Yet, faith in Christ is not just following a set of rules we can check off. We are not made righteous in our own human strength and will-power. We don’t obey Jesus to try to earn our way into heaven. When we believe in Jesus Christ as Lord and Savior of our lives, the Holy Spirit of God, who has transformed us from death to life, comes into our lives to dwell within us (Christ within us). His job is to counsel, instruct, teach, encourage, convict, warn, correct, nurture, and comfort us; to direct us in the way we should go, and to empower and strengthen us to walk in Christ’s righteousness and holiness. Our job is to submit to his work of grace in our lives and to cooperate with him in his work of purifying our hearts and in making us holy vessels for God’s use. Obedience is not just keeping a set of rules. Obedience is a heart surrendered to God in full submission to him and to his word and will.

    In other words, what Jesus said here (in Matthew 5) is that, although not one of us is made righteous by keeping the law, because not one of us could ever keep the law perfectly, it does not do away with God’s moral laws, which were fulfilled in Jesus Christ. It is also saying that we can’t be made righteous by following a set of ritualistic ceremonial laws which the Jews, under the Old Covenant, were required to follow, and which many were teaching that righteousness could be attained through keeping them. The Pharisees thought that if they followed all the ritualistic requirements of the law that it made them better than other people, but it did not. The worst part of their hypocrisy, though, was that they lacked love and compassion and true obedience to God. They were clean on the outside, but were full of wickedness inside. So, if anything, this is teaching that the outward appearance (show) of following a set of rules is not what makes one righteous in God’s sight.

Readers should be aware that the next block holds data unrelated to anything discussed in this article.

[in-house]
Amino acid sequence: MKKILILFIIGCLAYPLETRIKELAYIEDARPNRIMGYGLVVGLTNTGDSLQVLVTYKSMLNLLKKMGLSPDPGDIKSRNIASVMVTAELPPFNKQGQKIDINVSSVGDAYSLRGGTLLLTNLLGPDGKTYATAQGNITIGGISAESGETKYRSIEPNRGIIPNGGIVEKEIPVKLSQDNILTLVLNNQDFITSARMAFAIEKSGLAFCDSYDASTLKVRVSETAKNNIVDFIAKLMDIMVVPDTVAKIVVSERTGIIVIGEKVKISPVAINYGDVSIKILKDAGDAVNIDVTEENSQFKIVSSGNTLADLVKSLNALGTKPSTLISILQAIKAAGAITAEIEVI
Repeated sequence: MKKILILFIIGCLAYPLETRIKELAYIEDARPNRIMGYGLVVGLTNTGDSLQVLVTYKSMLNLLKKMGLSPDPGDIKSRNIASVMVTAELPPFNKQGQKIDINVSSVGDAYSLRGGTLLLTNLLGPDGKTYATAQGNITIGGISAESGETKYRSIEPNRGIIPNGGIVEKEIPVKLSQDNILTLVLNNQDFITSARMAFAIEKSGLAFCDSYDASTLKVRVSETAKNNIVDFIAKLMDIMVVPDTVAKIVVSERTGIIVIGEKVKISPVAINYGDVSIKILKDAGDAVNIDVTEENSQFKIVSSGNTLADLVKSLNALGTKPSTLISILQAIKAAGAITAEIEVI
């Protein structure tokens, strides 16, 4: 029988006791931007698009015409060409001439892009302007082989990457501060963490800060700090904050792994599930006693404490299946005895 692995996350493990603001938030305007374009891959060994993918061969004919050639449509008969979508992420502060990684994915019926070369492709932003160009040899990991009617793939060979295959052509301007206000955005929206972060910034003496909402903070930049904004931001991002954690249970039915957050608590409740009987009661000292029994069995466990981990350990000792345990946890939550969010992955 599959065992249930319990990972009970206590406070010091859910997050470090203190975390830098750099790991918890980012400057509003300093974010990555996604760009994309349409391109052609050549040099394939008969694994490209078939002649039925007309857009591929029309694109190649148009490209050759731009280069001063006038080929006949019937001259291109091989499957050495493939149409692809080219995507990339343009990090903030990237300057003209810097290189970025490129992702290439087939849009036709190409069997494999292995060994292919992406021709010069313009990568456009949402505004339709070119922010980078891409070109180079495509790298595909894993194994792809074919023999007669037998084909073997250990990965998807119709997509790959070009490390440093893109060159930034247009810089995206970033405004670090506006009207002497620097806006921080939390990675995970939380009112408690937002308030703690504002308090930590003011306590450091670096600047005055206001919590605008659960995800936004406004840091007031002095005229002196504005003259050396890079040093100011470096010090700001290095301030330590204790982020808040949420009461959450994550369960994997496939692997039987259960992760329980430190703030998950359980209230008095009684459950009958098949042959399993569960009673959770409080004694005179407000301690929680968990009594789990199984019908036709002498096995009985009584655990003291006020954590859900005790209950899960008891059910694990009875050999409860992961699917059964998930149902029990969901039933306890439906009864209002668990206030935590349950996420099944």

The other part of this, and this is really important that we understand this, is that faith in Jesus Christ does not nullify God’s commandments. If anything, faith in Jesus Christ and his Spirit within us is what gives us the ability and strength to obey. Obedience is a necessary component of genuine faith in Jesus Christ, for without it faith ceases to exist. Yet, since not one of us can keep the law perfectly, our obedience is not what saves us. It is the blood of Christ shed on the cross for our sins which has given us salvation. Through faith in Jesus Christ we are made righteous, i.e. Christ’s righteousness is credited to our accounts. Yet, the righteous requirement of the law is not fulfilled in those who merely claim to have faith, but in those whose faith is actualized by them walking no longer according to the flesh, but according to the Spirit. Those who are led by the Spirit are the children of God. If Christ is in us, by faith, we will want to obey him. If we are truly set free from sin, sin will no longer have mastery over us. So, obedience to Christ’s commands is evidence that true faith exists. True faith in Christ results in obedience to Christ’s teachings, because we love him.

    No Less / An Original Work / March 19, 2012

    I can do no less than praise You,
    Lord, for all You’ve done for me.
    You died for my sins to save me,
    So I would be set free.
    I adore You! Lord, I praise You!
    Jesus, Savior, King of kings!
    You provided my redemption.
    Your grace has pardoned me.

    I can do no less than serve You.
    Lord, Your witness I would be,
    Telling others of Your love,
    And why You died on that tree.
    Tell of how You gave of Your life,
    So from sin we’d be set free,
    So we could worship You forever,
    And live eternally.

    I can do no less than love You,
    Lord, for You have first loved me.
    You gave of Your life so willing,
    Because You cared for me.
    Turn from my sin! Obey freely!
    Live for You each passing day.
    Read Your word, and follow Your lead,
    Lord, as I humbly pray.